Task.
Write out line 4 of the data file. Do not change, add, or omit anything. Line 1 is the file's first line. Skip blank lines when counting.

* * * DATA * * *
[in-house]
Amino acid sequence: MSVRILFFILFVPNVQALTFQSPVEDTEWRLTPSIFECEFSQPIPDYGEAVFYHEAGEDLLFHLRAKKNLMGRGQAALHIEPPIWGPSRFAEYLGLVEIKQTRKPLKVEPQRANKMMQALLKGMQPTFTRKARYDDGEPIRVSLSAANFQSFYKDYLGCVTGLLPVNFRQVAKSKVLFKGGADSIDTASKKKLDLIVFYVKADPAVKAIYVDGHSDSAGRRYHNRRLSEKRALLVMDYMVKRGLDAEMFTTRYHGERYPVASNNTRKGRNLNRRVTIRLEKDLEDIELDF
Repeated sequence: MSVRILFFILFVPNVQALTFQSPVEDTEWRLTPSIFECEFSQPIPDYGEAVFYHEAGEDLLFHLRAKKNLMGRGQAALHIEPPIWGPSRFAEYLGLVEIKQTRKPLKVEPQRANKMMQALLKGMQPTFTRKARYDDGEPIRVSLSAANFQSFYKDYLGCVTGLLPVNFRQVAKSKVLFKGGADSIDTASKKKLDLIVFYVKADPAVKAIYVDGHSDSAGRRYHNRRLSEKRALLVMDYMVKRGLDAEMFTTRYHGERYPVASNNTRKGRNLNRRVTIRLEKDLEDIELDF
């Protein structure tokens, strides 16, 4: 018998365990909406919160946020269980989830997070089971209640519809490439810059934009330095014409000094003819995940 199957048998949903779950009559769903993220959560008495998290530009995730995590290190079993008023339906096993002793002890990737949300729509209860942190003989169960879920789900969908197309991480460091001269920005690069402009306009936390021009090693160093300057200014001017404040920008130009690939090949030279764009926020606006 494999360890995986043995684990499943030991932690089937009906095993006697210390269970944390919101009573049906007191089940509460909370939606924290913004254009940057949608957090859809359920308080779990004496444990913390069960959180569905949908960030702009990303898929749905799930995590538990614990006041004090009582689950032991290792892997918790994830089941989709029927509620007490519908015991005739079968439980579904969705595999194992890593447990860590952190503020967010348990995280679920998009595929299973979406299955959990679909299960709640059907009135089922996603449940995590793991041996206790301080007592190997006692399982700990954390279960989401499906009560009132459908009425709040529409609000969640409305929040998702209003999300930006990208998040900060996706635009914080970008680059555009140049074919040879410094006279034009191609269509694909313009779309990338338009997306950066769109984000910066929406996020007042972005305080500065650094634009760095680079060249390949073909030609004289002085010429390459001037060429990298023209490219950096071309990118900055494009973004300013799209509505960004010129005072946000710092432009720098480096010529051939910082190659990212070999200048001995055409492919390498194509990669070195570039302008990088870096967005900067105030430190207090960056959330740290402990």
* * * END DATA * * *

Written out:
């Protein structure tokens, strides 16, 4: 018998365990909406919160946020269980989830997070089971209640519809490439810059934009330095014409000094003819995940 199957048998949903779950009559769903993220959560008495998290530009995730995590290190079993008023339906096993002793002890990737949300729509209860942190003989169960879920789900969908197309991480460091001269920005690069402009306009936390021009090693160093300057200014001017404040920008130009690939090949030279764009926020606006 494999360890995986043995684990499943030991932690089937009906095993006697210390269970944390919101009573049906007191089940509460909370939606924290913004254009940057949608957090859809359920308080779990004496444990913390069960959180569905949908960030702009990303898929749905799930995590538990614990006041004090009582689950032991290792892997918790994830089941989709029927509620007490519908015991005739079968439980579904969705595999194992890593447990860590952190503020967010348990995280679920998009595929299973979406299955959990679909299960709640059907009135089922996603449940995590793991041996206790301080007592190997006692399982700990954390279960989401499906009560009132459908009425709040529409609000969640409305929040998702209003999300930006990208998040900060996706635009914080970008680059555009140049074919040879410094006279034009191609269509694909313009779309990338338009997306950066769109984000910066929406996020007042972005305080500065650094634009760095680079060249390949073909030609004289002085010429390459001037060429990298023209490219950096071309990118900055494009973004300013799209509505960004010129005072946000710092432009720098480096010529051939910082190659990212070999200048001995055409492919390498194509990669070195570039302008990088870096967005900067105030430190207090960056959330740290402990």